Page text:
Yet when she chose, she could offer valuable insights that make The Habit of Being required reading for any student of her fiction. She informs Ben Griffith that “The Artificial Nigger” illustrates “the redemptive quality of the Negro’s suffering for us all.” She informs Dawkins that Sheppard in “The Lame Shall Enter First” strikes her as “the empty man who fills up his emptiness with good works.” To those wondering why she, a Catholic author, always wrote about Protestants, she replied that the latter were more demonstrative in their faith and so provided more fascinating characters.
The letters also allow readers to gain knowledge of her attitude toward her creations and to trace their evolution. “Good Country People,” which she dashed off in only four days, was among her favorite pieces, as was “The Artificial Nigger,” which required several months to complete. Repeatedly she notes that she writes because she is good at it, but she felt uneasy about Rayber in The Violent Bear It Away and Hazel Motes in Wise Blood. She asked that “A Stroke of Good Fortune” and “An Afternoon in the Woods” be excluded from A Good Man Is Hard to Find and Other Stories (1955) because she believed that they were inferior to the other stories in the collection.
While “Good Country People” came easily, the ending, one discovers, gave her some difficulty; the published version, with Hulga’s mother and Mrs. Freeman commenting on the vanishing Bible salesman, came from a suggestion by O’Connor’s editor, Robert Giroux. One sees how much The Violent Bear It Away was the product of forced labor. After she had completed the first draft of some 43,000 words early in 1959, she continued to revise it for another year; even when it was in galleys she could not refrain from making changes. On November 2, 1957, she writes to “A.” that she has begun “The Enduring Chill.” More than a month later she reports, “I have torn the story . . . up and am doing it over.” Later in December, Allen Tate read the story and urged her to introduce the Holy Ghost earlier than she had. O’Connor complied, but the suggestion did not solve her problems with the piece; three months later she was still sending revisions to Alice Morris at Harper’s Bazaar. After it was published she remained unhappy with the conclusion and promised the playwright Maryat Lee that when the story was reprinted in a collection she would change it yet again. Ultimately she decided that she would only make it worse, and it appeared without further alteration in Everything That Rises Must Converge.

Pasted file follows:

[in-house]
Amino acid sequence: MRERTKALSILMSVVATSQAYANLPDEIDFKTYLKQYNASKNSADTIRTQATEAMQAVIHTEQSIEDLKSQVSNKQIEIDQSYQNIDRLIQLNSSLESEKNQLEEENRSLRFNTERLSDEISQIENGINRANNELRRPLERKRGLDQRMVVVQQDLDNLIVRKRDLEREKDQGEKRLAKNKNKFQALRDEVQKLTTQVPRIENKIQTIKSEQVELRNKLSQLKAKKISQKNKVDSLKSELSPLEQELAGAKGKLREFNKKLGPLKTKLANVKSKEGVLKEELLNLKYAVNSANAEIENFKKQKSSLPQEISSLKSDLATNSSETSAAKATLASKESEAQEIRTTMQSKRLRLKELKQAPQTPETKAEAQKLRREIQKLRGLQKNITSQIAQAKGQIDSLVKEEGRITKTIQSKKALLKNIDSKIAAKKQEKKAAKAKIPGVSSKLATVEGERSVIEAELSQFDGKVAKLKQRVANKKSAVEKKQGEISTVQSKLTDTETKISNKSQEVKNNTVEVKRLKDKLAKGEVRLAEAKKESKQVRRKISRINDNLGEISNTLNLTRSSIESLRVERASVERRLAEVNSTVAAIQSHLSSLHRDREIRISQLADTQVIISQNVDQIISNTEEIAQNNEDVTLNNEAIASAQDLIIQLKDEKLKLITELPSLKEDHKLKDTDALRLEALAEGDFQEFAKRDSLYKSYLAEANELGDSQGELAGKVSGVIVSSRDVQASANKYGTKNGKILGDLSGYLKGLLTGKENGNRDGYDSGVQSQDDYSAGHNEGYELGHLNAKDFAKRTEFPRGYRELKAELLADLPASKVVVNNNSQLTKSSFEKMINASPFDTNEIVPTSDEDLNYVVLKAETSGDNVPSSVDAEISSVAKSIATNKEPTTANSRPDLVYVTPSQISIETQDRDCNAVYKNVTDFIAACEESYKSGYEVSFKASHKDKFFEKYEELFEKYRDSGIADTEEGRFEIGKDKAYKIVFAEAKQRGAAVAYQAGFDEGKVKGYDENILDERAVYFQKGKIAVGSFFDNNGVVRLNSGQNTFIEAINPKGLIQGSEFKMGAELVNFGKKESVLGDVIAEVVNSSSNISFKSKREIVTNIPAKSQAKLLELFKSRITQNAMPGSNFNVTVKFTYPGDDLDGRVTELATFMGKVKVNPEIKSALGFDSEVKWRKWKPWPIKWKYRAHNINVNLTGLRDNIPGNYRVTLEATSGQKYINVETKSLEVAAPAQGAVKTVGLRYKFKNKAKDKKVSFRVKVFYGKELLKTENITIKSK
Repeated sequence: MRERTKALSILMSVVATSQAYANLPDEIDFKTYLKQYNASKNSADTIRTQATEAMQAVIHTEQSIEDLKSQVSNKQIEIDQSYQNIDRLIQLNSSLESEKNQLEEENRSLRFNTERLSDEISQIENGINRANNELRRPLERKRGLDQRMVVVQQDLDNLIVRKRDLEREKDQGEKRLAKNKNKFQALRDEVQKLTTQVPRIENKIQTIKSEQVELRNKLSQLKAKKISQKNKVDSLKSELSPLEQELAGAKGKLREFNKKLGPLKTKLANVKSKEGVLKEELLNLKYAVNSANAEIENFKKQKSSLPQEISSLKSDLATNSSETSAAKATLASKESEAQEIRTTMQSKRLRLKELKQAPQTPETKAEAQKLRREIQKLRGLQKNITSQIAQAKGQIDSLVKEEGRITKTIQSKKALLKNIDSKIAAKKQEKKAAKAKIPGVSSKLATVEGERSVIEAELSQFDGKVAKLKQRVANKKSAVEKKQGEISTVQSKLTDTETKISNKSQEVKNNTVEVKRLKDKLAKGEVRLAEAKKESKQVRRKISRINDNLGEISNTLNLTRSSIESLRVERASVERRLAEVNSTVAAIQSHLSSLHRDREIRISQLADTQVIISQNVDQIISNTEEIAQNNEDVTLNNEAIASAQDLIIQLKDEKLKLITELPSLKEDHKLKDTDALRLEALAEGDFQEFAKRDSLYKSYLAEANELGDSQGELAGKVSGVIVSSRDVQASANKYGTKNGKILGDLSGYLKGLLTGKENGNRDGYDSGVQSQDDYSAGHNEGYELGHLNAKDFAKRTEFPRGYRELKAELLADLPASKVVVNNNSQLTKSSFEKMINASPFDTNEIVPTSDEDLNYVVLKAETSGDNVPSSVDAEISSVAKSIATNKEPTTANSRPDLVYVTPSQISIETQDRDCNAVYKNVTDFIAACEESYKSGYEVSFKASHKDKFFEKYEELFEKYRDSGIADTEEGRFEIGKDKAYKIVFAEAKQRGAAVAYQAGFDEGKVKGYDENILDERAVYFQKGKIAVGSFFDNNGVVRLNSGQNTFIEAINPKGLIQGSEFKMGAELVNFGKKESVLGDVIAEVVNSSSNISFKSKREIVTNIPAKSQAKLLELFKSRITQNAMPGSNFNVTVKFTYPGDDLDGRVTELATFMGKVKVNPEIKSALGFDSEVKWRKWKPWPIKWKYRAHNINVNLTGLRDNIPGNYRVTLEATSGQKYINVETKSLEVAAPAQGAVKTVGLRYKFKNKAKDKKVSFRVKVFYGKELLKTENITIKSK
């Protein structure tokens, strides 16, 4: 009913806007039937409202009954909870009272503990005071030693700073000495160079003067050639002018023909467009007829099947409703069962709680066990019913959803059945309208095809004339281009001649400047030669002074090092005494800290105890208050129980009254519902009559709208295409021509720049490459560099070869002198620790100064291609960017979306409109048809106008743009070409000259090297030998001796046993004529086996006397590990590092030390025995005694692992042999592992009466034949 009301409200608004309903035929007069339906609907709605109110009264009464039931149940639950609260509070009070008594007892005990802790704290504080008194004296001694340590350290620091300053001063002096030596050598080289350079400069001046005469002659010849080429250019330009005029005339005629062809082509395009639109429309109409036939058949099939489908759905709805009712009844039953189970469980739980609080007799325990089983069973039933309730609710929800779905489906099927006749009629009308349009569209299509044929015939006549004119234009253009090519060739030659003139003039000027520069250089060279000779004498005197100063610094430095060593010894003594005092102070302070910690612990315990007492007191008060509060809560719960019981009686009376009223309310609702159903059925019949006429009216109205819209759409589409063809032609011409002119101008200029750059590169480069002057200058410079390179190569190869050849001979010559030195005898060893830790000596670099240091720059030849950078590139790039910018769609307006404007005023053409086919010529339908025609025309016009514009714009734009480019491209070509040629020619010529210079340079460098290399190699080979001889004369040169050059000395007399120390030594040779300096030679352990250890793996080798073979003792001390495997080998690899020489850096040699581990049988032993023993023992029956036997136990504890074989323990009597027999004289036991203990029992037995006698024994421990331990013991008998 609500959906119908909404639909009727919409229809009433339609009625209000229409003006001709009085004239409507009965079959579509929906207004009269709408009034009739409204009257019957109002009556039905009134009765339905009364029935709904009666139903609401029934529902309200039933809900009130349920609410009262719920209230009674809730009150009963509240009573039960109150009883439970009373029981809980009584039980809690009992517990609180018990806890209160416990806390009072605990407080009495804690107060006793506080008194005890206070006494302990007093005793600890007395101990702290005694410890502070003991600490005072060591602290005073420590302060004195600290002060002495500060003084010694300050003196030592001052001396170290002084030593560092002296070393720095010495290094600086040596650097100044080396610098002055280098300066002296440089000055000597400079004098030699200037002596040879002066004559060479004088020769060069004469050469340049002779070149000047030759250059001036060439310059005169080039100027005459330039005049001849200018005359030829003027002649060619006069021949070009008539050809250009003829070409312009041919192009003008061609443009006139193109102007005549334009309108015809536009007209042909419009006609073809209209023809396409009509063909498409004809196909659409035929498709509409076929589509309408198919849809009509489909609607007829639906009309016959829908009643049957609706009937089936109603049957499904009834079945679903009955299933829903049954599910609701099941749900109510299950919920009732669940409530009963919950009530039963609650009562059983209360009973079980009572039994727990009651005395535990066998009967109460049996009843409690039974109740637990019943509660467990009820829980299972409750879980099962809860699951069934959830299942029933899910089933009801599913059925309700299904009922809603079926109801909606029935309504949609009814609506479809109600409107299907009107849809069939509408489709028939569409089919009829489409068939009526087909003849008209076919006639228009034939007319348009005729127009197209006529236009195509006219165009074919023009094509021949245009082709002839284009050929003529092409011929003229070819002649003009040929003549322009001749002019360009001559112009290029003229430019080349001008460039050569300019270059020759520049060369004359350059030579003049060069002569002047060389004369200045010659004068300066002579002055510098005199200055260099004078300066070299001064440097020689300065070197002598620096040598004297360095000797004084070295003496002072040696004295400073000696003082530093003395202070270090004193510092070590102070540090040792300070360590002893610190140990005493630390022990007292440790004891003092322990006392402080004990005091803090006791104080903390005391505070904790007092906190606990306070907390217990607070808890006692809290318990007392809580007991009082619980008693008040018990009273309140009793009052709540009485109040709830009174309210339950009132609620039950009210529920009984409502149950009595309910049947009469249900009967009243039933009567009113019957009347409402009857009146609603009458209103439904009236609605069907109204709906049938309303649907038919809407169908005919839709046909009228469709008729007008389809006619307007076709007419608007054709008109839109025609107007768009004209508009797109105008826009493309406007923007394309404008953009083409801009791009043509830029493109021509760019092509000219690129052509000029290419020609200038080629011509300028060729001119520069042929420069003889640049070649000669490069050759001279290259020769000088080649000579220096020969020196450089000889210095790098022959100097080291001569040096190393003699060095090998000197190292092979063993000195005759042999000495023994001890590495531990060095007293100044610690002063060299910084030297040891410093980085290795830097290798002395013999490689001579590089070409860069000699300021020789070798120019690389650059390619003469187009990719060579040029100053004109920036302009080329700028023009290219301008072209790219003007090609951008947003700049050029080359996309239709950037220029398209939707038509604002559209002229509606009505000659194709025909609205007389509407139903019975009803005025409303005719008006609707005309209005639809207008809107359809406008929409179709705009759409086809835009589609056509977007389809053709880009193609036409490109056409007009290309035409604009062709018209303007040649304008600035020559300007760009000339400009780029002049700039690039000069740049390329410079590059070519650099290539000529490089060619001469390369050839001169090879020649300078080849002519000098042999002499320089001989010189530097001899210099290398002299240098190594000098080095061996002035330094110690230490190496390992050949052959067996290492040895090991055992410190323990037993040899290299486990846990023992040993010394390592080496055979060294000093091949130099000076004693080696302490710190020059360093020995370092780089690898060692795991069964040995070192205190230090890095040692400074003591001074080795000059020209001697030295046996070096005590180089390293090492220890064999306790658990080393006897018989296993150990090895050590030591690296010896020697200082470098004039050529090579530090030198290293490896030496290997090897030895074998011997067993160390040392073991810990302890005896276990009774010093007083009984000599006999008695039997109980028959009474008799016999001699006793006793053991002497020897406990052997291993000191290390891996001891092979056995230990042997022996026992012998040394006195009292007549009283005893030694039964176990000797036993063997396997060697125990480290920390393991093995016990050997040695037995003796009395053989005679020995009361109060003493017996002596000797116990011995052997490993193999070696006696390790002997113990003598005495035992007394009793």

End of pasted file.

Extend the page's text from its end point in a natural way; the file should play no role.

The title of that volume comes from Teilhard de Chardin, demonstrating one of the many ways her reading of Catholic theology affected her life and works. The Habit of Being contains so many discussions of religion that The Christian Century called it one of the ten best religious books of the decade. O’Connor does not merely repeat pious platitudes. Much as she accepted the teachings of the Church, she admitted to wrestling with doubts and placed “personal loyalty to the person of Christ” above devotion to any institution. Though she maintained that she wrote as she did because she was a Catholic, she insisted that a Catholic writer could choose any subject. This concern for religion informs not only her fiction but also her friendships: She rejoiced when Robert Lowell and “A.” entered the Church and was saddened by their subsequent departure. One sees, too, how much strength she derived from her faith.